Fox News pushing 'demonic agenda' by airing divination during primetime

Jenn Nizza said tarot card segment with Jesse Watters was 'completely alarming'

Fox News host Jesse Watters invited psychic Paula Roberts on his show last week to predict the country's political future with a tarot card reading, which prompted backlash from some on social media. 

A former psychic who repented of occult practices after turning to Jesus Christ warned that Fox News potentially opened their viewers to demonic activity by airing an act of divination during primetime last week.

"The deception of putting something that seems good out there while pushing a demonic agenda is heartbreaking," Jenn Nizza told The Christian Post.

Nizza, an author and podcaster who runs and has written about how dabbling with tarot cards as a young teenager ultimately led her deeply into occultism, said she found it "completely alarming" when Fox News host Jesse Watters invited a medium on his show last week to discern the country's political future using tarot cards.

Roberts, who identifies as a clairvoyant, paranormal investigator, and "ghost-hunter," according to her website, claims to have ties to the Spiritualist Association of Great Britain, which was founded in 1872 and included high-profile members such as "Sherlock Holmes" author Sir. Arthur Conan Doyle.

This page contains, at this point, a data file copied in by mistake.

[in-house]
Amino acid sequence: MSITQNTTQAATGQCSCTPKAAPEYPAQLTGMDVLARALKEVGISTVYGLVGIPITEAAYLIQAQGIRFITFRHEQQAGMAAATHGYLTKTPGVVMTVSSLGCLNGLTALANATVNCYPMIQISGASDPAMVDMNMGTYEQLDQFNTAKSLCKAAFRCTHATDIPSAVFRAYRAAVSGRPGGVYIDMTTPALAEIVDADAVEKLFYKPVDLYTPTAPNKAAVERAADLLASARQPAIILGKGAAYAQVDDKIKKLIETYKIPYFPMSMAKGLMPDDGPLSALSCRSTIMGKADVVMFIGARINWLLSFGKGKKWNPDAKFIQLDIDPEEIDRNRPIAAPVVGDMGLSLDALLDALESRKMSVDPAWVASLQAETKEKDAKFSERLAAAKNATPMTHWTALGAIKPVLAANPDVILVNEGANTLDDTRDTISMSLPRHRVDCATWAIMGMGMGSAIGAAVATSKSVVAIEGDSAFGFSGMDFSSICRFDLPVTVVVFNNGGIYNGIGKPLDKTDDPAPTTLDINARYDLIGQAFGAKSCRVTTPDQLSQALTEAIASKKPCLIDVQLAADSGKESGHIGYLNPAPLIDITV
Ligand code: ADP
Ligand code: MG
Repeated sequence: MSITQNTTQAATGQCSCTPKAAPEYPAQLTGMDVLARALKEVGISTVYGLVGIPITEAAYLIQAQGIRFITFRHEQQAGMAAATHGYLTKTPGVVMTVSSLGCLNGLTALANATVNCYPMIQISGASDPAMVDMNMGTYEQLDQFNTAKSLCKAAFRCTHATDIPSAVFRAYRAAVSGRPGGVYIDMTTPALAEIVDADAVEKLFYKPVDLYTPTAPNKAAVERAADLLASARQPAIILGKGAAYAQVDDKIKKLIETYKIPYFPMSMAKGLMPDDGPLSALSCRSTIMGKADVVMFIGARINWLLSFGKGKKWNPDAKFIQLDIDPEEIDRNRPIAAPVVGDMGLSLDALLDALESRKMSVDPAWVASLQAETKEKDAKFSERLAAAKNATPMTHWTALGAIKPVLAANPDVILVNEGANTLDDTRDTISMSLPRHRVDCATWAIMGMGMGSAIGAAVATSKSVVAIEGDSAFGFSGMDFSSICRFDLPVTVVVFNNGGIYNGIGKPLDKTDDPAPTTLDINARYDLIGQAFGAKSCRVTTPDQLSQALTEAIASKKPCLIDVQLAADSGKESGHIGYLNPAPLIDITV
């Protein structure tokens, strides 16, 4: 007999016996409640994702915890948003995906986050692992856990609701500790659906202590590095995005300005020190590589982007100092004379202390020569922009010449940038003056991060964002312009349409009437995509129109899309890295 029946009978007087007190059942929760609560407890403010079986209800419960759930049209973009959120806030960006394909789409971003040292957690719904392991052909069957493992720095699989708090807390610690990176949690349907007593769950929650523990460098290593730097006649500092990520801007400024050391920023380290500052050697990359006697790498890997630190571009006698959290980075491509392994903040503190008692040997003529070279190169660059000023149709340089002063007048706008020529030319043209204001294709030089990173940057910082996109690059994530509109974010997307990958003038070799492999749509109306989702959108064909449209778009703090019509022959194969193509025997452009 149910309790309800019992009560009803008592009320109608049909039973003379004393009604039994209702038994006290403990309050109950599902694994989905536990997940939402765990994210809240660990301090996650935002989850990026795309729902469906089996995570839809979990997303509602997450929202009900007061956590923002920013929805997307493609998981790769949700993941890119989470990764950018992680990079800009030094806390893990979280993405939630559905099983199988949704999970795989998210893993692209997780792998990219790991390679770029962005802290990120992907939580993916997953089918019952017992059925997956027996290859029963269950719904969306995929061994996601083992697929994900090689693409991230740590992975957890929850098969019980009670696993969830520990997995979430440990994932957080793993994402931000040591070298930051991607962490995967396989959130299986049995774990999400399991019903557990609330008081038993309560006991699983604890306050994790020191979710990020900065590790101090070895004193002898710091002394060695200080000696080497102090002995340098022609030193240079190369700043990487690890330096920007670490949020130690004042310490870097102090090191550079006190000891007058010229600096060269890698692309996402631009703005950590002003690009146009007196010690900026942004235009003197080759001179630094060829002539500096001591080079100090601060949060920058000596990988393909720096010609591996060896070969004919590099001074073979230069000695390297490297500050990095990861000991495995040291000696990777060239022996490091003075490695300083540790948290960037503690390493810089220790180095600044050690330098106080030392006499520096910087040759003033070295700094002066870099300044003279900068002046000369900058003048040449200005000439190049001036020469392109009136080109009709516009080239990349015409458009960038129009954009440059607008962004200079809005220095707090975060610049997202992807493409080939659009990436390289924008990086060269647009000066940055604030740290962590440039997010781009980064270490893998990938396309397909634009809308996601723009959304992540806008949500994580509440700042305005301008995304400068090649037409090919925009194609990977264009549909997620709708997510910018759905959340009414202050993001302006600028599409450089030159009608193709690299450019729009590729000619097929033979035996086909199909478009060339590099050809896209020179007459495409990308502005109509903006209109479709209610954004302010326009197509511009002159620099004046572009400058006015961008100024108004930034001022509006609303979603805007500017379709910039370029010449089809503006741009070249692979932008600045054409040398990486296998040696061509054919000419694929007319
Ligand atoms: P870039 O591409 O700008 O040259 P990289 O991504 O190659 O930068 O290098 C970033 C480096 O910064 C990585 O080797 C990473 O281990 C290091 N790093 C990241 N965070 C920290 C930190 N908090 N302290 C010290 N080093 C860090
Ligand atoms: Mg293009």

Roberts also claims to have known prominent occult figures such as Ingo Swann, who was involved with the CIA's research into occult practices such as remote viewing, extrasensory perception, and astral projection.

"[Roberts] a real psychic who's been doing this for a long time and who is serious about what she does," Nizza told CP. "A lot of people will say these people are hucksters. That's just not true. There are hucksters, but this woman is not a huckster. This woman is truly a psychic."

Based on her own experience as a former medium, Nizza explained that the cardboard and pictures of the tarot do not offer any insight by themselves, but that the purported information psychics obtain from them is "channeled" and inherently demonic.

"A tool of divination is one that's actually accessing the demonic realm, the spirit realm, and you're going against God's will of boundaries; God says not to," she said, citing Deuteronomy 18:10-12, which prohibits witchcraft and divination as "detestable" acts that incur God's judgment on nations.

Jenn Nizza

In broadcasting such a practice during primetime, she said Fox News risked piquing the curiosity of their viewers to dabble in such things, effectively "encouraging people to enter into demonic communication: going against God, going to divination, psychics, and the tarot cards to try to gain some sort of future information, when demons don't have any future information."

Nizza said demons can "hook" tarot practitioners in by offering "a couple pieces of accurate information," but she noted that they do not have the omniscience of God, and that they merely possess the knowledge of "intelligent, powerful, and old" beings who have been observing human affairs for a long time.